In the first meeting between senior U.S. and China officials since Joe Biden took office, Beijing is set to pressure Washington to reverse many of the China centric policies implemented under Trump.
The meeting in Alaska on Thursday will give both countries a chance to re-calibrate the relationship between the world’s two largest economies, butting heads over technology, human rights, trade and military leadership in Asia, the Wall Street Journal reports.
U.S. officials say the meeting will allow for discussion on Chinese actions like the lack of freedoms in Hong Kong, naval expansion in the South China Sea, economic pressure on U.S. allies, intellectual-property violations and cybersecurity incursions.
The U.S. also plans to present ways the two countries can work together on climate change and global health.
China, however, has a different plan of action.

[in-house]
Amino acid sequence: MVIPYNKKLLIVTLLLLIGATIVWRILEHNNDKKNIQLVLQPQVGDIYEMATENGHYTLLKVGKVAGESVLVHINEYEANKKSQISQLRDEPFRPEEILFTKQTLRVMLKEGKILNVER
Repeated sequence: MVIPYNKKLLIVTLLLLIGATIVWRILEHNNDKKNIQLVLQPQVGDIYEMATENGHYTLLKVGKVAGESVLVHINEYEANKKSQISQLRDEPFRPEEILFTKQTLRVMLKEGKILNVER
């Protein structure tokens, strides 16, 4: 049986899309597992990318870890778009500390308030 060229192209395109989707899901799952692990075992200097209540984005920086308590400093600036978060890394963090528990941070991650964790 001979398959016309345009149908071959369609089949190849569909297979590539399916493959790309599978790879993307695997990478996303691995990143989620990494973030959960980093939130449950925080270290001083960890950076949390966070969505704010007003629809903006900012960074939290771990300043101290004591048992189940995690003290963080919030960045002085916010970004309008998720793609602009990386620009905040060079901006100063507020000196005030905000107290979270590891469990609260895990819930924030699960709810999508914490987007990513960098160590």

Yang Jiechi, a member of the Communist Party ruling body and Foreign Minister Wang Yi plan to press Secretary of State Antony Blinken and national security adviser Jake Sullivan to do away with the Trump-era sanctions and restrictions on Chinese individuals and entities.
Chinese officials also plan to propose a virtual summit between Xi Jinping and Biden in April.
That could be unlikely, though, as Biden hasn’t even done his first solo news conference yet.
The policies and procedures China wants reversed include limits on American sales to Chinese firms, visa restrictions on Communist Party members, Chinese students and state-media journalists, and closure of the Chinese Consulate in Houston.
If the restrictions are removed or lightened up, China could eliminate its own that were put in place as retaliation.
A Biden administration official told the Wall Street Journal that the symbolism of the meeting is significant, and noted the importance of having both the secretary of state and the national security adviser represent the U.S. In the past, China has tried to capitalize on splits among American representatives.
The session will help each side better understand the other. “It’s about communicating the areas where we intend to take steps, and it’s about understanding where our Chinese interlocutors are at,” the official said.